Denman Glacier is a glacier 7 to 10 nautical miles wide, descending north some 70 nautical miles, which debouches into the Shackleton Ice Shelf east of David Island, Queen Mary Land. It was discovered in November 1912 by the Western Base party of the Australasian Antarctic Expedition under Sir Douglas Mawson. Mawson named the glacier for Lord Denman, Governor-General of Australia in 1911, a patron of the expedition.
Mertz Glacier is a heavily crevassed glacier in George V Coast of East Antarctica. It is the source of a glacial prominence that historically has extended northward into the Southern Ocean, the Mertz Glacial Tongue. It is named in honor of the Swiss explorer Xavier Mertz.
Pine Island Glacier (PIG) is a large ice stream, and the fastest melting glacier in Antarctica, responsible for about 25% of Antarctica's ice loss. The glacier ice streams flow west-northwest along the south side of the Hudson Mountains into Pine Island Bay, Amundsen Sea, Antarctica. It was mapped by the United States Geological Survey (USGS) from surveys and United States Navy (USN) air photos, 1960–66, and named by the Advisory Committee on Antarctic Names (US-ACAN) in association with Pine Island Bay.
The retreat of glaciers since 1850 affects the availability of fresh water for irrigation and domestic use, mountain recreation, animals and plants that depend on glacier-melt, and, in the longer term, the level of the oceans. Studied by glaciologists, the temporal coincidence of glacier retreat with the measured increase of atmospheric greenhouse gases is often cited as an evidentiary underpinning of global warming. Mid-latitude mountain ranges such as the Himalayas, Rockies, Alps, Cascades, and the southern Andes, as well as isolated tropical summits such as Mount Kilimanjaro in Africa, are showing some of the largest proportionate glacial losses.
Totten Glacier is a large glacier draining a major portion of the East Antarctic Ice Sheet, through the Budd Coast of Wilkes Land in the Australian Antarctic Territory. The catchment drained by the glacier is estimated at 538,000 km2 (208,000 sq mi), extending approximately 1,100 km (680 mi) into the interior and holds the potential to raise sea level by at least 3.5 m (11 ft). Totten drains northeastward from the continental ice but turns northwestward at the coast where it terminates in a prominent tongue close east of Cape Waldron. It was first delineated from aerial photographs taken by USN Operation Highjump (1946–47), and named by Advisory Committee on Antarctic Names (US-ACAN) for George M. Totten, midshipman on USS Vincennes of the United States Exploring Expedition (1838–42), who assisted Lieutenant Charles Wilkes with correction of the survey data obtained by the expedition.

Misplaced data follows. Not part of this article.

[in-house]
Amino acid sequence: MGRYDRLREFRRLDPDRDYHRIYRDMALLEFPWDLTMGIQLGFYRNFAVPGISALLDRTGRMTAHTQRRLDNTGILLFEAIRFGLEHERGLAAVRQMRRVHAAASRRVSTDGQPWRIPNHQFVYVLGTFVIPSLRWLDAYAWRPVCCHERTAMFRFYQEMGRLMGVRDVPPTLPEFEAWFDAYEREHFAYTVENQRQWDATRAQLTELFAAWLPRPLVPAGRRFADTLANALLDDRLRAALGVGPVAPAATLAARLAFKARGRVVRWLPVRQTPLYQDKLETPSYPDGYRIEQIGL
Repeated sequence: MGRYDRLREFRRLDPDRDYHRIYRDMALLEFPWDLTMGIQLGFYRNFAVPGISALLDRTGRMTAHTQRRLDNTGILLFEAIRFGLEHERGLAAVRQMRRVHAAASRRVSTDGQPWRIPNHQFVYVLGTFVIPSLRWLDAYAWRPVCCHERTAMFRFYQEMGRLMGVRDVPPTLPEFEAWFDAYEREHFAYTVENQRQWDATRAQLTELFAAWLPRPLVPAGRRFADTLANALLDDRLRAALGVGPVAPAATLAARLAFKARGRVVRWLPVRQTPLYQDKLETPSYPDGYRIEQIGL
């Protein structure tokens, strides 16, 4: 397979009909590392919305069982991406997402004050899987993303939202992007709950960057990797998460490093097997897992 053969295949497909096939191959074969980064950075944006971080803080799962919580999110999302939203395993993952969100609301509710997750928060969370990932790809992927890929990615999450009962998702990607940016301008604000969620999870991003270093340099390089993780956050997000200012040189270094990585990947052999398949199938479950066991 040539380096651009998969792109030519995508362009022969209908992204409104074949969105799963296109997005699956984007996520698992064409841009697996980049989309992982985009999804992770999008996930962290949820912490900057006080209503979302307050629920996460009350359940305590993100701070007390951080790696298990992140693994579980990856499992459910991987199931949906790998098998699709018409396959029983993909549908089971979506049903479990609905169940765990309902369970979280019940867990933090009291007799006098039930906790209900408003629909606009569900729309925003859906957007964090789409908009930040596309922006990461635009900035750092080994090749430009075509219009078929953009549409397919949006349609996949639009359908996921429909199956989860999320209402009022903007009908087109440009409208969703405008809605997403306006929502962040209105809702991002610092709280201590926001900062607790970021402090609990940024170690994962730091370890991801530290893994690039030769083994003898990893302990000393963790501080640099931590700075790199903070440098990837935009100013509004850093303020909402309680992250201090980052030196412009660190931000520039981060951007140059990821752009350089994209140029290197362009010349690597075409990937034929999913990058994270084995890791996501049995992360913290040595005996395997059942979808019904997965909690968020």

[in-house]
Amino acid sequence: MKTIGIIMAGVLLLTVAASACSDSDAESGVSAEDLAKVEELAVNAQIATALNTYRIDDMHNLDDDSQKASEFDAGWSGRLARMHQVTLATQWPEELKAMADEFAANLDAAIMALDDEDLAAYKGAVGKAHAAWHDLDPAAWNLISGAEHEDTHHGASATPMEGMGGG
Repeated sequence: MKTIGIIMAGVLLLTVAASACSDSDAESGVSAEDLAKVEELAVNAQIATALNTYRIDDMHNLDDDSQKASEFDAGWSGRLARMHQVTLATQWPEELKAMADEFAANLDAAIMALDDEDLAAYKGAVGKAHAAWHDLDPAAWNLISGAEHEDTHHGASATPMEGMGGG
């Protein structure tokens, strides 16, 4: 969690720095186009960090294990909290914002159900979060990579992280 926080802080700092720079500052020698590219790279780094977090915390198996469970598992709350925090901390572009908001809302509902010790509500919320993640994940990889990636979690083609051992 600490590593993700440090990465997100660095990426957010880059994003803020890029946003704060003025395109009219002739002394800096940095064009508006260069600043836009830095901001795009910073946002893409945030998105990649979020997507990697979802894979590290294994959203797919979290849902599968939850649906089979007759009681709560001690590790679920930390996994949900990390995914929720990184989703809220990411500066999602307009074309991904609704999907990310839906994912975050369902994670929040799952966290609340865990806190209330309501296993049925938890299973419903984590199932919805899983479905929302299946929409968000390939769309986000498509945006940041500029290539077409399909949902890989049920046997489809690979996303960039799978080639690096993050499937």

The Erebus Ice Tongue is a mountain outlet glacier and the seaward extension of Erebus Glacier from Ross Island. It projects 11 kilometres (6.8 mi) into McMurdo Sound from the Ross Island coastline near Cape Evans, Antarctica. The glacier tongue varies in thickness from 50 metres (160 ft) at the snout to 300 metres (980 ft) at the point where it is grounded on the shoreline. Explorers from Robert F. Scott's Discovery Expedition (1901–1904) named and charted the ice tongue.
Pobeda Ice Island, original Russian name остров Победы, is an ice island in the Mawson Sea. It is located 160 km (99 mi) off the coast of Queen Mary Land, East Antarctica. This island, which exists periodically, is formed by the running aground of a tabular iceberg.
Eric Rignot is a Chancellor Professor of Earth system science at the University of California, Irvine, and Senior Research Scientist for the Radar Science and Engineering Section at NASA's Jet Propulsion Laboratory.
Marine ice sheet instability (MISI) describes the potential for ice sheets grounded below sea level to destabilize in a runaway fashion. The mechanism was first proposed in the 1970s and was quickly identified as a means by which even gradual anthropogenic warming could lead to relatively rapid sea level rise. In Antarctica, the West Antarctic Ice Sheet, the Aurora Subglacial Basin, and the Wilkes Basin are each grounded below sea level and are inherently subject to MISI.